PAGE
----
3 Things You Should Know About Mileage Reimbursement

As a budding entrepreneur, it’s obvious you can’t be able to handle all the tasks on your own. This is because you can only handle one task at a time. You, therefore, have to delegate some of the tasks to your employees. If your employees use their personal car while running such errands, you are supposed to give them mileage reimbursement. Some of the tasks that call for mileage reimbursement include delivering orders to customers, going for a meeting with clients, collecting materials that are needed in your production processes from the vendors and going to the bank. In fact, the laws on mileage reimbursement vary from one state to the other. This means that there are some states where it’s a must while others leave it to the discretion of the employer. However, most employers don’t know how to handle issues that revolve around mileage reimbursement. Here is a list of things that you should know about reimbursing your employees for the miles covered while on duty.

1. Employees Must have Used Personal Car to Qualify

Mileage reimbursement is only given to employees that use their private cars. The reimbursement caters for various expenses that they might have incurred while on the road such as insurance, gas, oil and minor repairs due to tear and wear. This means that an employee can’t receive mileage reimbursement if they used the company car to run some errands. As an employer, you have the option of including the reimbursement in the employee’s salary or writing a different check. In fact, there are some employers that have a dedicated modern payroll system for handling reimbursements. This is done to avoid confusion during the submission of such funds because they normally coincide with the issuance of wages.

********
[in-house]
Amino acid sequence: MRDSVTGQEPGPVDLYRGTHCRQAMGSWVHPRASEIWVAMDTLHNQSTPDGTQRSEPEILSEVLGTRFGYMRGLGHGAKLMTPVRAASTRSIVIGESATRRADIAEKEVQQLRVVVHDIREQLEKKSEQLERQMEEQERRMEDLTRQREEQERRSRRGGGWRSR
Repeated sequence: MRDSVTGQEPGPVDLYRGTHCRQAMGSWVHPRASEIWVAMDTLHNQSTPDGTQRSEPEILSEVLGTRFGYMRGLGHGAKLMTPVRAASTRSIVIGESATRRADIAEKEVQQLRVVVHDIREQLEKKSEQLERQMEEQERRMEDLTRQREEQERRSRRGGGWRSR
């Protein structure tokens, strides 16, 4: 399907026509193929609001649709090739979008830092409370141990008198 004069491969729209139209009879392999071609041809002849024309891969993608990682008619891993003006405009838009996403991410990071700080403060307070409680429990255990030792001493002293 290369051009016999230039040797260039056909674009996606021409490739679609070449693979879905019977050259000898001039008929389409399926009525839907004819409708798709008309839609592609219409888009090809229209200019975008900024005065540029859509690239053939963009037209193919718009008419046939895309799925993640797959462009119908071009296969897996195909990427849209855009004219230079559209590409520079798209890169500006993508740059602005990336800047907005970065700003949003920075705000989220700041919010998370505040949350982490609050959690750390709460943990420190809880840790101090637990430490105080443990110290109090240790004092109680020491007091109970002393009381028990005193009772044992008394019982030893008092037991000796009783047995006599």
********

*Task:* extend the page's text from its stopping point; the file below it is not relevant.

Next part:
2. The Rate is based on Miles Covered

The rate of mileage reimbursement is usually based on the distance that an employee has covered using his personal car. The rate is actually very dynamic. You must, therefore, check the IRS website at the beginning of every year to avoid using an outdated rate. Although the rate is set by the IRS, employers are allowed to use their own rate. As a matter of fact, money is exempted from taxation. However, employers that exceed the rate that’s recommended by IRS are required to pay tax from their reimbursement earnings. Although the majority of employees record the miles they have covered on a piece of paper, it’s advisable you use an app such as TripLog because it monitors and records mileage digitally. Employees can’t, therefore, manipulate its data like they do when using paper sheets. Fortunately, the app is supported by all operating systems that are used on mobile devices, including iOS, Android and Windows.  

3. Creates a Win-Win for All Parties

This one actually goes without saying. When employees are not compensated for the errands that they handle using their personal car, they feel exploited. This is because they have to cater for any unforeseen expenses that might arise while on their way to meet a client. Such employees are not usually willing to handle the tasks that are not included in their job description. This causes them to hesitate in performing their duties which in result causes their productivity to dwindle. But when you maintain a habit of reimbursing them, they will feel satisfied when handling such duties. In fact, employees feel appreciated. This encourages them to work harder toward meeting the goals of their employer.

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